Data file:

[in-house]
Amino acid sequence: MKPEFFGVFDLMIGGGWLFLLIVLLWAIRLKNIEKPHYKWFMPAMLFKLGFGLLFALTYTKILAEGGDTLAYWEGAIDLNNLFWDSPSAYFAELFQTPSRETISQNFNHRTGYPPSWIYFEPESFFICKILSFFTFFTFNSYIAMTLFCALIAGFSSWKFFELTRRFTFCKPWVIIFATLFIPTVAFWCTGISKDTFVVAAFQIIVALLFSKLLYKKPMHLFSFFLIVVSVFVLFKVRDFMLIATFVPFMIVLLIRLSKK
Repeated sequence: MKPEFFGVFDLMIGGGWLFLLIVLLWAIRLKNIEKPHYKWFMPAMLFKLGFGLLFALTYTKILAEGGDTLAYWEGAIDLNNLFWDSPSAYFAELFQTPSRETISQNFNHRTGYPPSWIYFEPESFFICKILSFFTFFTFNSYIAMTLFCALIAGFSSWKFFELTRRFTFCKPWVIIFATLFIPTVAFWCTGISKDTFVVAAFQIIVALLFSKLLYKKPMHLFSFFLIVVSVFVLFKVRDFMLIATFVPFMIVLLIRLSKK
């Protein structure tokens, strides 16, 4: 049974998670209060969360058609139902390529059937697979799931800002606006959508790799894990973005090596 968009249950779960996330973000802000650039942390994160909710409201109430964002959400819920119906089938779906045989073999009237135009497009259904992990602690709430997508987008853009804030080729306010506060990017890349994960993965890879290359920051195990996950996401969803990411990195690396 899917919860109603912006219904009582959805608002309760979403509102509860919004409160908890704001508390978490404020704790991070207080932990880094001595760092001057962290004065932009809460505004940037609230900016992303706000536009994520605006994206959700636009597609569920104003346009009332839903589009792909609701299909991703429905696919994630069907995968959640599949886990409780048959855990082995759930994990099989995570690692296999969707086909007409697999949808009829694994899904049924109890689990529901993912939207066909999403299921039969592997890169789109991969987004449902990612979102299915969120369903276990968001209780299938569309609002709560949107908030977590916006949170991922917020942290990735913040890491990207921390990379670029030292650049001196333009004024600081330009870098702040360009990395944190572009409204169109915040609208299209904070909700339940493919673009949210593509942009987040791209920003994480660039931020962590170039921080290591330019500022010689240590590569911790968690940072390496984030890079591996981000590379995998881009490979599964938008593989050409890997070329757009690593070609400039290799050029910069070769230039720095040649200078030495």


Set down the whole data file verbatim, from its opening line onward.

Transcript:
[in-house]
Amino acid sequence: MKPEFFGVFDLMIGGGWLFLLIVLLWAIRLKNIEKPHYKWFMPAMLFKLGFGLLFALTYTKILAEGGDTLAYWEGAIDLNNLFWDSPSAYFAELFQTPSRETISQNFNHRTGYPPSWIYFEPESFFICKILSFFTFFTFNSYIAMTLFCALIAGFSSWKFFELTRRFTFCKPWVIIFATLFIPTVAFWCTGISKDTFVVAAFQIIVALLFSKLLYKKPMHLFSFFLIVVSVFVLFKVRDFMLIATFVPFMIVLLIRLSKK
Repeated sequence: MKPEFFGVFDLMIGGGWLFLLIVLLWAIRLKNIEKPHYKWFMPAMLFKLGFGLLFALTYTKILAEGGDTLAYWEGAIDLNNLFWDSPSAYFAELFQTPSRETISQNFNHRTGYPPSWIYFEPESFFICKILSFFTFFTFNSYIAMTLFCALIAGFSSWKFFELTRRFTFCKPWVIIFATLFIPTVAFWCTGISKDTFVVAAFQIIVALLFSKLLYKKPMHLFSFFLIVVSVFVLFKVRDFMLIATFVPFMIVLLIRLSKK
């Protein structure tokens, strides 16, 4: 049974998670209060969360058609139902390529059937697979799931800002606006959508790799894990973005090596 968009249950779960996330973000802000650039942390994160909710409201109430964002959400819920119906089938779906045989073999009237135009497009259904992990602690709430997508987008853009804030080729306010506060990017890349994960993965890879290359920051195990996950996401969803990411990195690396 899917919860109603912006219904009582959805608002309760979403509102509860919004409160908890704001508390978490404020704790991070207080932990880094001595760092001057962290004065932009809460505004940037609230900016992303706000536009994520605006994206959700636009597609569920104003346009009332839903589009792909609701299909991703429905696919994630069907995968959640599949886990409780048959855990082995759930994990099989995570690692296999969707086909007409697999949808009829694994899904049924109890689990529901993912939207066909999403299921039969592997890169789109991969987004449902990612979102299915969120369903276990968001209780299938569309609002709560949107908030977590916006949170991922917020942290990735913040890491990207921390990379670029030292650049001196333009004024600081330009870098702040360009990395944190572009409204169109915040609208299209904070909700339940493919673009949210593509942009987040791209920003994480660039931020962590170039921080290591330019500022010689240590590569911790968690940072390496984030890079591996981000590379995998881009490979599964938008593989050409890997070329757009690593070609400039290799050029910069070769230039720095040649200078030495």